A big trend in hedge fund investing is the creation of mutual funds, under the Investment Company Act of 1940, that use hedge fund strategies, according to Clifford Asness, a PhD and managing and founding principal at AQR Capital Management.
Wealth Managers may want to use alternatives such as hedge funds or their ’40-Act mutual fund counterparts to provide less correlative additions to clients’ portfolios, to add same or better returns overall with a lower risk profile. The ’40 Act funds are, of course, less costly at 150 basis points than their hedge fund counterparts, which can cost 1% (management) plus 10% (of gains) for “hedge fund beta” exposure, or 2% plus 20% for “hedge fund alpha,” Asness explains.
Asness sat down for an exclusive interview with WealthManagerWeb.com Editor in Chief Kate McBride on June 24 at the Morningstar Conference. Using alternative or hedge fund strategies in mutual funds can be interesting for wealth managers because regulation of mutual funds provides daily pricing and liquidity, lower cost and less leverage (there’s a cap on leverage in ’40 Act funds whereas in hedge funds you might have 3:1 leverage), he notes.
Not all hedge fund strategies are portable into ’40-Act mutual funds, but his firm has two that use hedge fund strategies. The Diversified Arbitrage Fund (ADANX for the “N” shares), is benchmarked against the Merrill Lynch 3 Month Treasury Bill Index, and uses merger arbitrage and convertible arbitrage as well as other forms of arbitrage and seeks “long-term absolute positive returns,” according to the firm’s Web site.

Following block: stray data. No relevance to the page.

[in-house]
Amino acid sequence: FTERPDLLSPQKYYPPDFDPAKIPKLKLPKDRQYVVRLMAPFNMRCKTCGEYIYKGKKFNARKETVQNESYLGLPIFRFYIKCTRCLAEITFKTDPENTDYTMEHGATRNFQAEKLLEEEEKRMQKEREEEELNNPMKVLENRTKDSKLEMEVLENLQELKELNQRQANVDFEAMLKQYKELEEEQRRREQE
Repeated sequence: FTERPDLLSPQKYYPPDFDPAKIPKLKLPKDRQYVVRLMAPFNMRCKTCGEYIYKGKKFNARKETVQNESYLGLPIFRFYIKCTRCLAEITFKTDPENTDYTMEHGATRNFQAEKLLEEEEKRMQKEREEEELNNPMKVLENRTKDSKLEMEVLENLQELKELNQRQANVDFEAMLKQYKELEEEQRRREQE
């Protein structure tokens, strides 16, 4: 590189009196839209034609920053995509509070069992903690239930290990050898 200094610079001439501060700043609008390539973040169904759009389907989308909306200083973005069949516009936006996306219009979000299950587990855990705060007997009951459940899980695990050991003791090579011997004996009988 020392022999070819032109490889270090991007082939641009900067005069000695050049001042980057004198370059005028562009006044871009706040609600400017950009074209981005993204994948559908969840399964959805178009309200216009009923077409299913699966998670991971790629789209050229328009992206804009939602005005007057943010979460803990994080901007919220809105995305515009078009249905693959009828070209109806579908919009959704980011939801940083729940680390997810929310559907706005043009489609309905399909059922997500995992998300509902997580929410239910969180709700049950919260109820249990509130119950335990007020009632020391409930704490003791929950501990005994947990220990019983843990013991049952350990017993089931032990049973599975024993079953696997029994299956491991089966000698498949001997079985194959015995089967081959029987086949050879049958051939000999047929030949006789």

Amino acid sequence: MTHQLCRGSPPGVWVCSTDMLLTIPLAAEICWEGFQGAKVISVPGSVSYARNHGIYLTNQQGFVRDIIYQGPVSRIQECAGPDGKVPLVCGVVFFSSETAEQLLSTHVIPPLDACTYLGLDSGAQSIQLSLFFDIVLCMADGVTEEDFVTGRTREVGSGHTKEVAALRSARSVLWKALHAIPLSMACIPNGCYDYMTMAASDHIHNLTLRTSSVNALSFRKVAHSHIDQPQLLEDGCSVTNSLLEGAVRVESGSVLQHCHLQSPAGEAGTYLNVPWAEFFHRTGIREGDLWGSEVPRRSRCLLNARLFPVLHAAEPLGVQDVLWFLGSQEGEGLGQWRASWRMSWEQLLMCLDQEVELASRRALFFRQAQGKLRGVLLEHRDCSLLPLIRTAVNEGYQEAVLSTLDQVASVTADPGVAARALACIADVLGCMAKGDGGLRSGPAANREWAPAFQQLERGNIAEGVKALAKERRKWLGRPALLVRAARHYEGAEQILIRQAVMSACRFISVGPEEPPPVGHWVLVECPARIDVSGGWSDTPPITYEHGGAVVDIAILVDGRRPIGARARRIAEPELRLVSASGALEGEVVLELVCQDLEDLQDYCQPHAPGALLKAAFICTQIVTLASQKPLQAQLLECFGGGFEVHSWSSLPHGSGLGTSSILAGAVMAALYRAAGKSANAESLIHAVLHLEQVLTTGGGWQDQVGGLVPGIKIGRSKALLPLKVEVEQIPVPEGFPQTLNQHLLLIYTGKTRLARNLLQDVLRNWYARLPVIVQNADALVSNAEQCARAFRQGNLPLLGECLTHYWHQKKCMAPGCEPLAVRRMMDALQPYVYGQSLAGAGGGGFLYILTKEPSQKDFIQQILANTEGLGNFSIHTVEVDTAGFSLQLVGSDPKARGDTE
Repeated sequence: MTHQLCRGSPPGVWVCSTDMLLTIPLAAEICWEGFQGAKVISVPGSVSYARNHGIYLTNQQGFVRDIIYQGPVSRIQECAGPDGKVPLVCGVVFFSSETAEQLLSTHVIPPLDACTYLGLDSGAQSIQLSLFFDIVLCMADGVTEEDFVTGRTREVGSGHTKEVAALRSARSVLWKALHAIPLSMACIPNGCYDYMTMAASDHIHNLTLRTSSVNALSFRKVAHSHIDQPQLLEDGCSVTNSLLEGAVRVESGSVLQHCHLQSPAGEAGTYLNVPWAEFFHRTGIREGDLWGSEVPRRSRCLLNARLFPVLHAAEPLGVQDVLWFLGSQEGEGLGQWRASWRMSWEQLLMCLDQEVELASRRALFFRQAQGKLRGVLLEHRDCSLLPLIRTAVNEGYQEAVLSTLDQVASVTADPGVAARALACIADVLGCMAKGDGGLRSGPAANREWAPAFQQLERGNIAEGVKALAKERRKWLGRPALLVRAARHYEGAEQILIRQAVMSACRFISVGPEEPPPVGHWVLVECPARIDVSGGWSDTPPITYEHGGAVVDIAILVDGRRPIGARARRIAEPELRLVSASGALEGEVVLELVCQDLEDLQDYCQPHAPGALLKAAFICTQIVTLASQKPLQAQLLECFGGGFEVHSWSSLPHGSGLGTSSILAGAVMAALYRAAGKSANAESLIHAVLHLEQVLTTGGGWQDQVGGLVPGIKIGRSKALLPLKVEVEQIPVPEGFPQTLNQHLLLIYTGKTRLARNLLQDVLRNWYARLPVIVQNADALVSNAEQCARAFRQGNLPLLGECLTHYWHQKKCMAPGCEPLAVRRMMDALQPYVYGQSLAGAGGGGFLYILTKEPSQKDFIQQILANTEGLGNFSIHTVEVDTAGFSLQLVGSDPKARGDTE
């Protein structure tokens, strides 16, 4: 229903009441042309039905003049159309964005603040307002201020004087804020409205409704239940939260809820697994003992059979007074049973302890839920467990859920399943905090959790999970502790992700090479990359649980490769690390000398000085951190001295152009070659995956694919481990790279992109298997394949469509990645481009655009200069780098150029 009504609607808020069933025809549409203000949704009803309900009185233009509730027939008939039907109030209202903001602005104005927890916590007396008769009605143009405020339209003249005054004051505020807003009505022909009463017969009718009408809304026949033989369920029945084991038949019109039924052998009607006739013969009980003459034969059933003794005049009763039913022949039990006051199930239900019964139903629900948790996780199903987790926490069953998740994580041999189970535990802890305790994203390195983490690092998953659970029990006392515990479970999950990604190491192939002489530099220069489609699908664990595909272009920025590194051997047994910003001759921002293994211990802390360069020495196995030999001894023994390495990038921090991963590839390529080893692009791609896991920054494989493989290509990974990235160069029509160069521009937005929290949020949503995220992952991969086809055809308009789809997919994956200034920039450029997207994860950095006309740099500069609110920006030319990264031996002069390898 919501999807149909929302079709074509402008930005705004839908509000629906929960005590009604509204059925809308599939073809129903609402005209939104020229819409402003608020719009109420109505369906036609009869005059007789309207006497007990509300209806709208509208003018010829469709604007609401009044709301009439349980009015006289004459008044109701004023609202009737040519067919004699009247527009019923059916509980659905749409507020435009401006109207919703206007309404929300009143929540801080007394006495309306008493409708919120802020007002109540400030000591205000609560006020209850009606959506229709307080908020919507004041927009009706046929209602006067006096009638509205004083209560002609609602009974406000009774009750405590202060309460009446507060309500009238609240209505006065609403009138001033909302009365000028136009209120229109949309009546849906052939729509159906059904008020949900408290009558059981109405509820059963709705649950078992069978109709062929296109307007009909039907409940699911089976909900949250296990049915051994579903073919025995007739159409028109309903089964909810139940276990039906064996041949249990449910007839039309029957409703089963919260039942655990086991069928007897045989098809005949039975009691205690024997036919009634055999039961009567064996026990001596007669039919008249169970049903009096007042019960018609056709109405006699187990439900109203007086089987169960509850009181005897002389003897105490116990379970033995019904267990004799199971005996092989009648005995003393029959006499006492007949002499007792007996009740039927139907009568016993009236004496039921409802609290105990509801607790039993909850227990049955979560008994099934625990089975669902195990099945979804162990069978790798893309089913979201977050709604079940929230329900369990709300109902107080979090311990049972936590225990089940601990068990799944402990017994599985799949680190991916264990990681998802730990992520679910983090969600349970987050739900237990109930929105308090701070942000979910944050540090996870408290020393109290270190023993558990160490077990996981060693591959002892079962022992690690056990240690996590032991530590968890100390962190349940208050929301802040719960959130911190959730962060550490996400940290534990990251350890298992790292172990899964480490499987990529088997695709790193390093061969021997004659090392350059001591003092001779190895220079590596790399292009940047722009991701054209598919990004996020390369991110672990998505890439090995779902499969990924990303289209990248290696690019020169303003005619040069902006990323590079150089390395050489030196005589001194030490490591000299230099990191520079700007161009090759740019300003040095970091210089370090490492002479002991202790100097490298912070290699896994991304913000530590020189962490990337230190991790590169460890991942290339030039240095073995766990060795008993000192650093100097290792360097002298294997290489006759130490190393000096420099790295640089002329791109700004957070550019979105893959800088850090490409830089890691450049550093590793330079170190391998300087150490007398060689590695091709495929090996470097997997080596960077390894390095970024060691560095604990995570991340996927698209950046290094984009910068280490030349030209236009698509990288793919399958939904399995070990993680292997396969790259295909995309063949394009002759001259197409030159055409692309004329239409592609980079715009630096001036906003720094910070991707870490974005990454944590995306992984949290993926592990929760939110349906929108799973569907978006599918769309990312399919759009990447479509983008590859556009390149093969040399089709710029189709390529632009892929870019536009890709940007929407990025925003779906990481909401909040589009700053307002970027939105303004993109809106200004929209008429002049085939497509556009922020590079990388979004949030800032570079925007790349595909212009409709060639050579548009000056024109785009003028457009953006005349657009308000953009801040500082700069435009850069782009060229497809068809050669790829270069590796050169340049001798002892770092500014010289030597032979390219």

In merger arbitrage, they “take [a] long position in the target company and a short position in the acquirer (stock only deal).” There aren’t as many mergers being done in the current climate, Asness says, so there is less diversification in the number of deals available. They would do more of this kind of arbitrage if more deals were available. In fact, he told the crowd at his presentation, they’d prefer to do “50 deals rather than 10″ from a diversification perspective. He says this kind of arbitrage has been “a good strategy for the last 50 years.”
Convertible arbitrage is more prevalent right now, where they buy convertible bonds, which are often cheaper than the sum of their parts if you look at the convertible versus the corporate bond plus call option that would be its equivalent. They then mitigate the interest rate, price and other risks, and “if that bond is cheap, you get paid,” over time.
Depending on the share class, expenses are capped at 1.20% (institutional share class at a $1 million minimum) or 1.50% for “N” shares at a $5,000 minimum investment.